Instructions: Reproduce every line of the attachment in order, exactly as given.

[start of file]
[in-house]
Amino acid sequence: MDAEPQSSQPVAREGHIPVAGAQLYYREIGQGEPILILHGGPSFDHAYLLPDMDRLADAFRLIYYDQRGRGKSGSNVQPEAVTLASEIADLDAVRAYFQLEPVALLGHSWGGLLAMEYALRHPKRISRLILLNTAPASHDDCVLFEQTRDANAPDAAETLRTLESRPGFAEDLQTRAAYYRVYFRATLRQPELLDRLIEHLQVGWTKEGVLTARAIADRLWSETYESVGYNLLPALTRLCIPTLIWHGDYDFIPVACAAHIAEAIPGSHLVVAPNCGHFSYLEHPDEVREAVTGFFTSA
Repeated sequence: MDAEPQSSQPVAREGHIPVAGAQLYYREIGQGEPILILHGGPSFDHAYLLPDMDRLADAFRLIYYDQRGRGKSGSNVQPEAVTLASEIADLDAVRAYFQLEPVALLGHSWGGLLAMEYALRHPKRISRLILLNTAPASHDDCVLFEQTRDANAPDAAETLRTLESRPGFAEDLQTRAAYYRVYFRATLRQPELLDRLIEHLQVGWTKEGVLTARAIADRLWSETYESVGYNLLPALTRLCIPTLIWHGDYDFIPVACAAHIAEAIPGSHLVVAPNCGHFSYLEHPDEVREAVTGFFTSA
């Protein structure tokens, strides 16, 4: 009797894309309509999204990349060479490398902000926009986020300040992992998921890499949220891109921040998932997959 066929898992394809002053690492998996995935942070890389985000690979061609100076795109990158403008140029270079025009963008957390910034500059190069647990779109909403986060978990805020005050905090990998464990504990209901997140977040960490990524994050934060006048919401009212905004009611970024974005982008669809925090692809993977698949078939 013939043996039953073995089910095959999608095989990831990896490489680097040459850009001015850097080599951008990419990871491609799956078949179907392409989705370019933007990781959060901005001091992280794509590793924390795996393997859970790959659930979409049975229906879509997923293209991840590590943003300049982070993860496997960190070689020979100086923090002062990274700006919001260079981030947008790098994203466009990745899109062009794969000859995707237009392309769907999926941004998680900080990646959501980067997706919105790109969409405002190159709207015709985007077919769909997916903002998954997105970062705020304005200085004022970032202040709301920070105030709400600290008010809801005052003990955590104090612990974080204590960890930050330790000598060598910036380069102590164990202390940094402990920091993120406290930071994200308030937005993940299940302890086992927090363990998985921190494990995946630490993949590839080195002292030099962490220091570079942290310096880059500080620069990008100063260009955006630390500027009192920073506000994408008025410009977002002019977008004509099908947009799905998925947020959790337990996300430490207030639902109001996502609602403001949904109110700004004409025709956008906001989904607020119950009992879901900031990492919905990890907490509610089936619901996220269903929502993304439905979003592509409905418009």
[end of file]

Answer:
[in-house]
Amino acid sequence: MDAEPQSSQPVAREGHIPVAGAQLYYREIGQGEPILILHGGPSFDHAYLLPDMDRLADAFRLIYYDQRGRGKSGSNVQPEAVTLASEIADLDAVRAYFQLEPVALLGHSWGGLLAMEYALRHPKRISRLILLNTAPASHDDCVLFEQTRDANAPDAAETLRTLESRPGFAEDLQTRAAYYRVYFRATLRQPELLDRLIEHLQVGWTKEGVLTARAIADRLWSETYESVGYNLLPALTRLCIPTLIWHGDYDFIPVACAAHIAEAIPGSHLVVAPNCGHFSYLEHPDEVREAVTGFFTSA
Repeated sequence: MDAEPQSSQPVAREGHIPVAGAQLYYREIGQGEPILILHGGPSFDHAYLLPDMDRLADAFRLIYYDQRGRGKSGSNVQPEAVTLASEIADLDAVRAYFQLEPVALLGHSWGGLLAMEYALRHPKRISRLILLNTAPASHDDCVLFEQTRDANAPDAAETLRTLESRPGFAEDLQTRAAYYRVYFRATLRQPELLDRLIEHLQVGWTKEGVLTARAIADRLWSETYESVGYNLLPALTRLCIPTLIWHGDYDFIPVACAAHIAEAIPGSHLVVAPNCGHFSYLEHPDEVREAVTGFFTSA
């Protein structure tokens, strides 16, 4: 009797894309309509999204990349060479490398902000926009986020300040992992998921890499949220891109921040998932997959 066929898992394809002053690492998996995935942070890389985000690979061609100076795109990158403008140029270079025009963008957390910034500059190069647990779109909403986060978990805020005050905090990998464990504990209901997140977040960490990524994050934060006048919401009212905004009611970024974005982008669809925090692809993977698949078939 013939043996039953073995089910095959999608095989990831990896490489680097040459850009001015850097080599951008990419990871491609799956078949179907392409989705370019933007990781959060901005001091992280794509590793924390795996393997859970790959659930979409049975229906879509997923293209991840590590943003300049982070993860496997960190070689020979100086923090002062990274700006919001260079981030947008790098994203466009990745899109062009794969000859995707237009392309769907999926941004998680900080990646959501980067997706919105790109969409405002190159709207015709985007077919769909997916903002998954997105970062705020304005200085004022970032202040709301920070105030709400600290008010809801005052003990955590104090612990974080204590960890930050330790000598060598910036380069102590164990202390940094402990920091993120406290930071994200308030937005993940299940302890086992927090363990998985921190494990995946630490993949590839080195002292030099962490220091570079942290310096880059500080620069990008100063260009955006630390500027009192920073506000994408008025410009977002002019977008004509099908947009799905998925947020959790337990996300430490207030639902109001996502609602403001949904109110700004004409025709956008906001989904607020119950009992879901900031990492919905990890907490509610089936619901996220269903929502993304439905979003592509409905418009």